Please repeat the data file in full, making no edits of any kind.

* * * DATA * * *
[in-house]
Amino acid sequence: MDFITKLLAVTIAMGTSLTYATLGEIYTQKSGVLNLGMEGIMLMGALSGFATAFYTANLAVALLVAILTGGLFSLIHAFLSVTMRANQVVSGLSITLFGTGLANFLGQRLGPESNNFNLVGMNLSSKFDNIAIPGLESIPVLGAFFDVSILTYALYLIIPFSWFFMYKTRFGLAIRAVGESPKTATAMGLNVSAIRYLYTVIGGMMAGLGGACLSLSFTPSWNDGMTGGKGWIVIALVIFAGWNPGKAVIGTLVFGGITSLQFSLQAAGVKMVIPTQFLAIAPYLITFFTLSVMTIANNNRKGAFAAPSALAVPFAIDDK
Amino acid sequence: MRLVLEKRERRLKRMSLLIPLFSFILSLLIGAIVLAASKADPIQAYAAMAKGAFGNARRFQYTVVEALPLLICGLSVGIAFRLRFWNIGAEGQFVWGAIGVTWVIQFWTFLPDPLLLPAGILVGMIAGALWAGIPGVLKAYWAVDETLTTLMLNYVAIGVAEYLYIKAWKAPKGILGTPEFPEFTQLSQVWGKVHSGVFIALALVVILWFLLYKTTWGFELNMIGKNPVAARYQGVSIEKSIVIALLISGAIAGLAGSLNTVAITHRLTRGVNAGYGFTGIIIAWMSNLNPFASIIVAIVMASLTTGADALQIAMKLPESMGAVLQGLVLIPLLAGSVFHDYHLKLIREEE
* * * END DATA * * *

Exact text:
[in-house]
Amino acid sequence: MDFITKLLAVTIAMGTSLTYATLGEIYTQKSGVLNLGMEGIMLMGALSGFATAFYTANLAVALLVAILTGGLFSLIHAFLSVTMRANQVVSGLSITLFGTGLANFLGQRLGPESNNFNLVGMNLSSKFDNIAIPGLESIPVLGAFFDVSILTYALYLIIPFSWFFMYKTRFGLAIRAVGESPKTATAMGLNVSAIRYLYTVIGGMMAGLGGACLSLSFTPSWNDGMTGGKGWIVIALVIFAGWNPGKAVIGTLVFGGITSLQFSLQAAGVKMVIPTQFLAIAPYLITFFTLSVMTIANNNRKGAFAAPSALAVPFAIDDK
Amino acid sequence: MRLVLEKRERRLKRMSLLIPLFSFILSLLIGAIVLAASKADPIQAYAAMAKGAFGNARRFQYTVVEALPLLICGLSVGIAFRLRFWNIGAEGQFVWGAIGVTWVIQFWTFLPDPLLLPAGILVGMIAGALWAGIPGVLKAYWAVDETLTTLMLNYVAIGVAEYLYIKAWKAPKGILGTPEFPEFTQLSQVWGKVHSGVFIALALVVILWFLLYKTTWGFELNMIGKNPVAARYQGVSIEKSIVIALLISGAIAGLAGSLNTVAITHRLTRGVNAGYGFTGIIIAWMSNLNPFASIIVAIVMASLTTGADALQIAMKLPESMGAVLQGLVLIPLLAGSVFHDYHLKLIREEE